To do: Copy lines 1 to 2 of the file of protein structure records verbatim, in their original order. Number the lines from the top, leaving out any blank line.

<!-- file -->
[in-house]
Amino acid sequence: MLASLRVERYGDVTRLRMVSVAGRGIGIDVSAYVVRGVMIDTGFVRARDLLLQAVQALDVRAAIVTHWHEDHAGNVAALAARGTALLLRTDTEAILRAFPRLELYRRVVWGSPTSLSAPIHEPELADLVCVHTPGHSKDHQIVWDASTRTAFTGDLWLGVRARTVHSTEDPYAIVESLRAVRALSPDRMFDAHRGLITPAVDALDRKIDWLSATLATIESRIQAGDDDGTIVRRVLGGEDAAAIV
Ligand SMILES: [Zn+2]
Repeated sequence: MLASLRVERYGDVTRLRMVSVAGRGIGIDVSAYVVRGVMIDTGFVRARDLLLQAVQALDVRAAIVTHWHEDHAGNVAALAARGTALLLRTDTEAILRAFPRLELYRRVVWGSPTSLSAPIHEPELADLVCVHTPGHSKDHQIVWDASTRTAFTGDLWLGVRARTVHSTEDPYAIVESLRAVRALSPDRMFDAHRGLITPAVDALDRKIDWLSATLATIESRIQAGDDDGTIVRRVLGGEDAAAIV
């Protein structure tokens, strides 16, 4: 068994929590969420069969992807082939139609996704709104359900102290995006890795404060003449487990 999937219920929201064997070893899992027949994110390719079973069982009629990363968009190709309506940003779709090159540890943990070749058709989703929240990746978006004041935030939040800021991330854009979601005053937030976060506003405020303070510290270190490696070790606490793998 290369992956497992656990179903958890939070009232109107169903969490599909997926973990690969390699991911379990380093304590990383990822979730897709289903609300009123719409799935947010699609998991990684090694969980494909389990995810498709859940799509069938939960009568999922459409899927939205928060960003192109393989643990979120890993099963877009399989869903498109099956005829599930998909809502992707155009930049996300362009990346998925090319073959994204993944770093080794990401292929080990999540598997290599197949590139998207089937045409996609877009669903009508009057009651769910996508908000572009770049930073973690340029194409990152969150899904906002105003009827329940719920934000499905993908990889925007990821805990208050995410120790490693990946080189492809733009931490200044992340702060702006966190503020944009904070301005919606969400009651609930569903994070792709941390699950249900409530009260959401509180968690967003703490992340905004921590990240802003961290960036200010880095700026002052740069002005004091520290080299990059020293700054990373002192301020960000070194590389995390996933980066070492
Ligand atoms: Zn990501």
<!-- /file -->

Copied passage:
[in-house]
Amino acid sequence: MLASLRVERYGDVTRLRMVSVAGRGIGIDVSAYVVRGVMIDTGFVRARDLLLQAVQALDVRAAIVTHWHEDHAGNVAALAARGTALLLRTDTEAILRAFPRLELYRRVVWGSPTSLSAPIHEPELADLVCVHTPGHSKDHQIVWDASTRTAFTGDLWLGVRARTVHSTEDPYAIVESLRAVRALSPDRMFDAHRGLITPAVDALDRKIDWLSATLATIESRIQAGDDDGTIVRRVLGGEDAAAIV